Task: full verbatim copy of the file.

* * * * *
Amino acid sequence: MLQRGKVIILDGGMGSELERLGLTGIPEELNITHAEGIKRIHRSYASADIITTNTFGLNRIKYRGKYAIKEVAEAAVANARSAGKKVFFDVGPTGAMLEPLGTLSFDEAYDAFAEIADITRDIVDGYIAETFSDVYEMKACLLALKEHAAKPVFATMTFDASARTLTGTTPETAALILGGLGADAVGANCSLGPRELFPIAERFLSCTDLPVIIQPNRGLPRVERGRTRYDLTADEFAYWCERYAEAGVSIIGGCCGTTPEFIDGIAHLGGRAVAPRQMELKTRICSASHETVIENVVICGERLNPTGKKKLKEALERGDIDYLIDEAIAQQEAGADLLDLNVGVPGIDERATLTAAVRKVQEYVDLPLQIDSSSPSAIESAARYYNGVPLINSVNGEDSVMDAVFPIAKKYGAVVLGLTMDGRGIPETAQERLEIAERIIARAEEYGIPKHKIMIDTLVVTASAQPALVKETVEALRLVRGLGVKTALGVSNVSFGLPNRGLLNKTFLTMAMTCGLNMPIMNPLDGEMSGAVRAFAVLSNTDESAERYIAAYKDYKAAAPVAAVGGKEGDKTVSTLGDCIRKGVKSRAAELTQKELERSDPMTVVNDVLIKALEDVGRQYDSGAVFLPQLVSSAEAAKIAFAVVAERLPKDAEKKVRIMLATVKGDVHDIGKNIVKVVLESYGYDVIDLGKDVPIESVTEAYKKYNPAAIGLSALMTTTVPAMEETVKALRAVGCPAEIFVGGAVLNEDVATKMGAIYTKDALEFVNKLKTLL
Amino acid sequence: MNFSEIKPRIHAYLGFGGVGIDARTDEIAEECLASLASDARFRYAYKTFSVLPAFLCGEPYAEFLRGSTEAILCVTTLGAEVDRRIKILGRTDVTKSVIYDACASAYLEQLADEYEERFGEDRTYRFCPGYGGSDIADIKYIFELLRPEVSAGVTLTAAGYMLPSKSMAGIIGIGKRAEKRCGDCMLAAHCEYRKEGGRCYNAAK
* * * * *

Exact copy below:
Amino acid sequence: MLQRGKVIILDGGMGSELERLGLTGIPEELNITHAEGIKRIHRSYASADIITTNTFGLNRIKYRGKYAIKEVAEAAVANARSAGKKVFFDVGPTGAMLEPLGTLSFDEAYDAFAEIADITRDIVDGYIAETFSDVYEMKACLLALKEHAAKPVFATMTFDASARTLTGTTPETAALILGGLGADAVGANCSLGPRELFPIAERFLSCTDLPVIIQPNRGLPRVERGRTRYDLTADEFAYWCERYAEAGVSIIGGCCGTTPEFIDGIAHLGGRAVAPRQMELKTRICSASHETVIENVVICGERLNPTGKKKLKEALERGDIDYLIDEAIAQQEAGADLLDLNVGVPGIDERATLTAAVRKVQEYVDLPLQIDSSSPSAIESAARYYNGVPLINSVNGEDSVMDAVFPIAKKYGAVVLGLTMDGRGIPETAQERLEIAERIIARAEEYGIPKHKIMIDTLVVTASAQPALVKETVEALRLVRGLGVKTALGVSNVSFGLPNRGLLNKTFLTMAMTCGLNMPIMNPLDGEMSGAVRAFAVLSNTDESAERYIAAYKDYKAAAPVAAVGGKEGDKTVSTLGDCIRKGVKSRAAELTQKELERSDPMTVVNDVLIKALEDVGRQYDSGAVFLPQLVSSAEAAKIAFAVVAERLPKDAEKKVRIMLATVKGDVHDIGKNIVKVVLESYGYDVIDLGKDVPIESVTEAYKKYNPAAIGLSALMTTTVPAMEETVKALRAVGCPAEIFVGGAVLNEDVATKMGAIYTKDALEFVNKLKTLL
Amino acid sequence: MNFSEIKPRIHAYLGFGGVGIDARTDEIAEECLASLASDARFRYAYKTFSVLPAFLCGEPYAEFLRGSTEAILCVTTLGAEVDRRIKILGRTDVTKSVIYDACASAYLEQLADEYEERFGEDRTYRFCPGYGGSDIADIKYIFELLRPEVSAGVTLTAAGYMLPSKSMAGIIGIGKRAEKRCGDCMLAAHCEYRKEGGRCYNAAK